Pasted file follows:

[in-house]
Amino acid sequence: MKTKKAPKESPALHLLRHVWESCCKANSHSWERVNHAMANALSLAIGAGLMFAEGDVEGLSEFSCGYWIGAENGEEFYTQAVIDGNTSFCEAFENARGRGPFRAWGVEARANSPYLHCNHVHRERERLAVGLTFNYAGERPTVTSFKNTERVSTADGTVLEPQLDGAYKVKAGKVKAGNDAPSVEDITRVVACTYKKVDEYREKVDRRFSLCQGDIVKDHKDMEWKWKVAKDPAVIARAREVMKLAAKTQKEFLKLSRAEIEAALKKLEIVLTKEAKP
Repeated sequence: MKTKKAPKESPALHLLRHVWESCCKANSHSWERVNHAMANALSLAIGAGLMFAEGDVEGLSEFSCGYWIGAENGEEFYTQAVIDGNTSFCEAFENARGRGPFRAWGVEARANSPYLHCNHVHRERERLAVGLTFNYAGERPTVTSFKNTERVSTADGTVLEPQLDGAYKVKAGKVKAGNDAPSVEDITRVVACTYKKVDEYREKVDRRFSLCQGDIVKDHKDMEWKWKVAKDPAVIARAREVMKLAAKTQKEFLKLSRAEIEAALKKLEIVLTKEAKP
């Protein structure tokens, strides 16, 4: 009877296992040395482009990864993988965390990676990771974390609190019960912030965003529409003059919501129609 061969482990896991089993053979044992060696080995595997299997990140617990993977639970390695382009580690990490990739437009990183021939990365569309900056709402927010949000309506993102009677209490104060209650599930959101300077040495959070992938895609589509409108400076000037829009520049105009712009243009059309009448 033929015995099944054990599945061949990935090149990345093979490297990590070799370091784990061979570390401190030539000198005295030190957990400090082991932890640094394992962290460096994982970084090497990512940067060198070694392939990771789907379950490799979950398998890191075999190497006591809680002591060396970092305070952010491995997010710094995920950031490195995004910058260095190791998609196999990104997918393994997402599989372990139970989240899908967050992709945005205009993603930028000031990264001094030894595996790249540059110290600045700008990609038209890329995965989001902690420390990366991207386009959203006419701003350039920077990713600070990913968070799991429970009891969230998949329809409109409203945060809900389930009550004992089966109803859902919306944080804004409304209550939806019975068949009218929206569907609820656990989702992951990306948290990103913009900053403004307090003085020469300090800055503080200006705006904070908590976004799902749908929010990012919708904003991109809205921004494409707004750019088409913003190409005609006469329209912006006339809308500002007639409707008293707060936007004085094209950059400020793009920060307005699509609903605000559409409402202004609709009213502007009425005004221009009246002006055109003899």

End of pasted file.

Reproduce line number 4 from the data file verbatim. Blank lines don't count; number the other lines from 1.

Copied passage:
């Protein structure tokens, strides 16, 4: 009877296992040395482009990864993988965390990676990771974390609190019960912030965003529409003059919501129609 061969482990896991089993053979044992060696080995595997299997990140617990993977639970390695382009580690990490990739437009990183021939990365569309900056709402927010949000309506993102009677209490104060209650599930959101300077040495959070992938895609589509409108400076000037829009520049105009712009243009059309009448 033929015995099944054990599945061949990935090149990345093979490297990590070799370091784990061979570390401190030539000198005295030190957990400090082991932890640094394992962290460096994982970084090497990512940067060198070694392939990771789907379950490799979950398998890191075999190497006591809680002591060396970092305070952010491995997010710094995920950031490195995004910058260095190791998609196999990104997918393994997402599989372990139970989240899908967050992709945005205009993603930028000031990264001094030894595996790249540059110290600045700008990609038209890329995965989001902690420390990366991207386009959203006419701003350039920077990713600070990913968070799991429970009891969230998949329809409109409203945060809900389930009550004992089966109803859902919306944080804004409304209550939806019975068949009218929206569907609820656990989702992951990306948290990103913009900053403004307090003085020469300090800055503080200006705006904070908590976004799902749908929010990012919708904003991109809205921004494409707004750019088409913003190409005609006469329209912006006339809308500002007639409707008293707060936007004085094209950059400020793009920060307005699509609903605000559409409402202004609709009213502007009425005004221009009246002006055109003899």